Directed by Ken Loach and released in it’s home country of the United Kingdom in 2012.
Another terrific film from the master of the kitchen sink, Ken Loach. Like all of Loach’s films, Angels’ Share takes a look at the judicial system and how the mistreatment of criminals effects their lives. In the case of Robbie, our protagonist, the poor decision by the courts – coupled with his girlfriend and their newborn baby – has a profound effect on his life as he begins to put his juvenile past behind him… that is until his community service oficer instills a newfound interest in whiskey. These events lead up to a pivotal heist scene that plays out like something from the French new wave with a hint of British.
Loach’s direction has definitely adapted with the times but his adaptation of long-time collaborator Paul Laverty’s screenplay is as poignant as it always is when the two collaborate. Undeniably better than last year’s Route Irish – which was a very rare look into the Iraq war – and definitely worth the watch.
Directed by David Cronenberg and released in it’s home country of France/Canada in 2012.
As much as I appreciate David Cronenberg’s stylistic approach to this film aswell as an actually good performance from Robert Pattinson – I just couldn’t get into this.
Most of the actions of the main character are unwarranted and pointless, just like the majority of the dialogue. It’s also horrible to see Giamatti and Morton – two of the finest actors of the past fifteen years – have their talent wasted on pointless dialogue that goes nowhere. Yes it relates to the state of the economy, society and where it’s going with the state of technology but all in all it was very disappointing – it only gets good when it descends into madness in the riot scenes.
Directed by Spike Lee and released in it’s home country of America in 2012.
Red Hook Summer is a film that suffers way too much from trying to integrate technology and today’s information-age society into it’s themes. It could’ve worked just as well without all the iPad’s and references to Twitter or Facebook. That is really my only qualm with the film – that and I wasn’t a fan of some of the performances. In typical Spike Lee fashion there are many instances of breaking the fourth wall and they are all enjoyable to watch despite the fact that this usually lets a film down.
Despite my problem with many of the core performances, the thing that really drives the film is Clarke Peters’ incredible performance. Ever since seeing him in The Wire and The Corner I knew he had an amazing talent and he really could’ve retired after starring in both of those television shows but he hasn’t and he’s gone on to give an amazing performance and to lead this new film.
This is my least favourite of Spike’s films but it contains one of the best performances in his films – that of Clarke Peters. I eagerly await the next film he marvels in.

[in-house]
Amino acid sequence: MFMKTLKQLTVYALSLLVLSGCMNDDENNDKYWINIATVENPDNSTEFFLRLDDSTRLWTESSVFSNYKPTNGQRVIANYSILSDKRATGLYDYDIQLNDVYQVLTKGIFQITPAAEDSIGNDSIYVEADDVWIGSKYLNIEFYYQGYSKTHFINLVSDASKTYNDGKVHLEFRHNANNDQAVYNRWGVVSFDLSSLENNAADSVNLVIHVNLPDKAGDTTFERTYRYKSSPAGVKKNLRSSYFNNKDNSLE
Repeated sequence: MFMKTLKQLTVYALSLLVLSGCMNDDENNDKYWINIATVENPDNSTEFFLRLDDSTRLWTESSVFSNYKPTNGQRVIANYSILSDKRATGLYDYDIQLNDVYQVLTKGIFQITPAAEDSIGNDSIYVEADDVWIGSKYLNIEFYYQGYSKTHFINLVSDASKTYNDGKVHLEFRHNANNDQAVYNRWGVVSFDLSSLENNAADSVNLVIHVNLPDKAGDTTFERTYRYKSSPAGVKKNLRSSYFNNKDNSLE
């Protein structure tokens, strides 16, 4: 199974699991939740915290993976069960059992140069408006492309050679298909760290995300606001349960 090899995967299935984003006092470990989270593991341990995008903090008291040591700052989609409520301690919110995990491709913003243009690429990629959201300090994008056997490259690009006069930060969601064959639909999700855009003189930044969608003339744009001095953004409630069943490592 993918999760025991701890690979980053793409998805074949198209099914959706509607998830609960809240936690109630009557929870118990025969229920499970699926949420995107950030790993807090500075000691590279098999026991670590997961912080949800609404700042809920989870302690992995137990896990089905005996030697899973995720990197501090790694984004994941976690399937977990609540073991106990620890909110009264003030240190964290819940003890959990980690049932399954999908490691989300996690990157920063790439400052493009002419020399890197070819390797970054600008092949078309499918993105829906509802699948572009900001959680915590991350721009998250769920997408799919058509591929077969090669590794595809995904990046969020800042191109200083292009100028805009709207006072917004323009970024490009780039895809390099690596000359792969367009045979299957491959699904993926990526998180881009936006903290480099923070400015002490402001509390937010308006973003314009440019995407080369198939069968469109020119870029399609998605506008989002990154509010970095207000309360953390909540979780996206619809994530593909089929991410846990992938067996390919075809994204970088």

Directed by Matt Bettinelli-Olpin, David Bruckner, Tyler Gillett, Justin Martinez, Glenn McQuaid, Joe Swanberg, Chad Villella, Ti West & Adam Wingard, and released in it’s home country of America in 2012.
This review was written on August 10th 2012.
V/H/S is an omnibus horror film that blends Trash Humpers with The Blair Witch Project and Paranormal Activity. Now, on the surface, even I wouldn’t watch something described as that… but the trailer alone will suck you in and, as it did for me, left me eagerly anticipating this film. A lot of the events are unexplained, but that is what makes a horror film truely great… when the viewer is on the same playing field as the protagonists – we all have no idea what the fuck is going on.
Each short film has it’s scares, but Tuesday The 17th and the final segment 10/31/98 are easily the best of the lot. I’m still not sure which directors directed which segments but it doesn’t really make a difference because of how well it works as one entire piece rather than just individual segments themselves.
This is the direction horror films should be going in, not endless sequels and remakes of things we’ve already seen a thousand times.
Directed by Drew Goddard and released in its home country of America in 2012.
This review was written on August 15th 2012 and does contain spoilers.
Now this film was about 200 times crazier than I expected. It starts out innocently enough, with plenty of throwbacks to Evil Dead… but then it turns into something entirely of it’s own. Some of the CGI is a little disappointing later on in the film – I never really was a big fan of that kind of CGI, I much prefer seeing a model painted with precision, just to give it the more life-like feel. Despite that, the ways in which characters are dismantled by these creatures are at least enjoyable to watch.
The story is wildly inventive, no matter how far-fetch’d it may be. The dialogue is absolutely hilarious, rarely do you see a horror film that is intentionally funny and at the same time actually funny. Jenkins and Whitford’s performances bring a light hearted touch to the whole feature, ad Kranz’ turn as the idiot stoner – a character I’ve always been able to relate to and sympathize with for many reasons, this definitely made him my favourite character.
Overall it’s a very well thought out horror film, people are always screaming for something new and original and I guess we’ve finally got it with this.